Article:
Improving the quality of TVSD
In line with international best practices, recent reforms have witnessed a switch from a provider-driven training model, where people received training without the assurance that the training was aligned to an identified need in the labour market, to a demand-driven one45. In Mozambique, South Africa, and Ethiopia (see Box 24) TVSD reforms, for instance, emphasis has been put on designing flexible competency based training programmes46, to adapt to the changing structure and evolution of the demand for competencies in the labour market. In South Africa, the sector education training authorities (SETAs), set up by the 1998 National Development Act, are in charge of preparing skill development plans, aimed at identifying the skill needs of industrial sectors (including skill shortages and gaps), as well as constraints to the effective utilisation of skills in relation of the objectives of the National Skills Development Strategy. All training initiatives in the enterprises, which include learnerships (which combine institution-based learning with workplace-based learning) are competency based, depending therefore on the specific competences required by the world of work. In some other countries (Algeria and Morocco), curricula implementation initiatives are still at an early stage and in some cases not embedded in a wider reform programme (Algeria and Egypt).
In the context of demand-driven systems, many countries, including Botswana, Egypt, Ethiopia, Mauritius, Namibia, South Africa and Tunisia (see Boxes 25 and 26), are developing pilot initiatives which involve establishing new TVET national qualifications frameworks (NQF) with occupational standards for sectors experiencing employment growth and skill shortages. The NQF typically seeks to provide a framework within which all education and training achievements are recognised in the broad perspective of lifelong learning. Design and implementation of NQF differ widely across countries.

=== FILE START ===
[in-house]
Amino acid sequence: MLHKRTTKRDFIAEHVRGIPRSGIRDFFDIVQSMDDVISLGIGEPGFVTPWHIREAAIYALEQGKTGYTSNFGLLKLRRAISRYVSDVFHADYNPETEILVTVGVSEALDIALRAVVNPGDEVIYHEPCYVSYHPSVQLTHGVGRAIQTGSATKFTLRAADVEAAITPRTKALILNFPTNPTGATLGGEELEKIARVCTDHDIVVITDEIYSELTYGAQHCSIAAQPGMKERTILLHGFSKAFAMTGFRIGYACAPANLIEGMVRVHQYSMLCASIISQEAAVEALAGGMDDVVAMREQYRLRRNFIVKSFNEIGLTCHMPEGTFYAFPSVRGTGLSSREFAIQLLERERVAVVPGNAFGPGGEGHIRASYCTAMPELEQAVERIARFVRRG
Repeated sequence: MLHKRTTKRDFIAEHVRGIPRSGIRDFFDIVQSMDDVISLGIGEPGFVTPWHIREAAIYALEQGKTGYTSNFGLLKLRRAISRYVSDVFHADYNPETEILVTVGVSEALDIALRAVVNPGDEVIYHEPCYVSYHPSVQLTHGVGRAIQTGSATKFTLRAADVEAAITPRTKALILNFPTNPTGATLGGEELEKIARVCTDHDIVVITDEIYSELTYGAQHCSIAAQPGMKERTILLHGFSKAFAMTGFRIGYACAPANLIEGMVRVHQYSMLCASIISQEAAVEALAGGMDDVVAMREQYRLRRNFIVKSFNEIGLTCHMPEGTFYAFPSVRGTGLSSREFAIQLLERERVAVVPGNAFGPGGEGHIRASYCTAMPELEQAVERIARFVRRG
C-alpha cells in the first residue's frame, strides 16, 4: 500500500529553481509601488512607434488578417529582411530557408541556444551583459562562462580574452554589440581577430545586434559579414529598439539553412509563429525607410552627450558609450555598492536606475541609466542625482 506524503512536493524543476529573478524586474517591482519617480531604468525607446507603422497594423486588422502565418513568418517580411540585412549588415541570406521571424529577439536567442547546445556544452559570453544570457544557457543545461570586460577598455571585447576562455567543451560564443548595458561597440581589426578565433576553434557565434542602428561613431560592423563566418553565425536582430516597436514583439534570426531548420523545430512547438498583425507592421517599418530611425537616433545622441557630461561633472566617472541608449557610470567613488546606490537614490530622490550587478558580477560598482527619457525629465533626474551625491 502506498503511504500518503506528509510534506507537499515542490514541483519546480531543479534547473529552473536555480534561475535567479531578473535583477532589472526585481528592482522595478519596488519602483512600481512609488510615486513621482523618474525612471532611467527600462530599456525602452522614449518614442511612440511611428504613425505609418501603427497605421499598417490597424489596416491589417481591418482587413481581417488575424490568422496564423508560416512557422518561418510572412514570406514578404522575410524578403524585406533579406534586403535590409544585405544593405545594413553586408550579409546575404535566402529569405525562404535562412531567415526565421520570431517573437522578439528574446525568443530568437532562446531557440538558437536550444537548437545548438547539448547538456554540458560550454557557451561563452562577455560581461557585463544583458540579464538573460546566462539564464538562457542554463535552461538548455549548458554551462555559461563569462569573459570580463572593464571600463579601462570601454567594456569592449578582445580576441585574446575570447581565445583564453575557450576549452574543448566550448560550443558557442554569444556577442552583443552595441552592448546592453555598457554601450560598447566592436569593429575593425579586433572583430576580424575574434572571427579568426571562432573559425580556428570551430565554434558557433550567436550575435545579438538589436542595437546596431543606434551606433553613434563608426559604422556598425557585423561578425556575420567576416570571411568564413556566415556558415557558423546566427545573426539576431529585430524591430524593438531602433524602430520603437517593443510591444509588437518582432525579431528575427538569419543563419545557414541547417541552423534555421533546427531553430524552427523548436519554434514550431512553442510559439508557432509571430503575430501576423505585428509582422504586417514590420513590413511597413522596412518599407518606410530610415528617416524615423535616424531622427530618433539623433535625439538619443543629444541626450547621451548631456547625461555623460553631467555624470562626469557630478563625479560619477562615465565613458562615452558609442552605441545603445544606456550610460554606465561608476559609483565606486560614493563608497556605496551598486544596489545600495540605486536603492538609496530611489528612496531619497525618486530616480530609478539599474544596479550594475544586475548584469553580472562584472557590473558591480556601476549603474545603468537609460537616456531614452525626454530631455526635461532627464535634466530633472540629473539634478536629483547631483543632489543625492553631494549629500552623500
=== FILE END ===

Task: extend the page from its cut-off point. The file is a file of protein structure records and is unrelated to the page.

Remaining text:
Although an NQF is normally tailored to a country’s profile, it is important to link up NQFs with regional frameworks. This process could promote credit transfers, mobility and simplify the recognition of qualification of competences. Ultimately by increasing the portability of technical skills qualifications across national frontiers, TVSD could foster regional integration. Recognising this, the Southern African Development Community (SADC) Conference of Ministers of Education in 2006 requested Member countries to develop as soon as possible national quality assurance and qualification frameworks which will be used as a basis for the development of a SADC sub-regional framework. UNESCO is supporting this programme by assisting SADC Member States to develop national qualifications/quality assurance frameworks.
Promoting demand-driven TVSD is not a sufficient condition to ensure the quality and relevance of training. Complementary policies are needed to improve the qualifications and dedication of teachers. In general, teachers in formal TVET programmes have relatively low formal qualifications; they are poorly remunerated, lack motivation, and suffer from low social status and poor career prospects. In many cases, vocational teachers lack practical skills in the trades that they teach and have difficulties to impart skills that meet the occupational standards. This is the result of a training system that for a long time overemphasised theoretical knowledge at the expense of practical skills. International good practices highlight the need for vocational instructors to be well-qualified as practitioners and certified in the trades that they teach. In addition, close links should be established between TVET and the educational institutions which train vocational teachers in order to adapt the content of teacher training programmes to the needs of TVET. The remuneration levels and the social status of vocational teachers should be on a par with other teachers. Some countries are putting in place a series of incentives, including the provision of housing allowances, allotment of bicycles, or other benefits.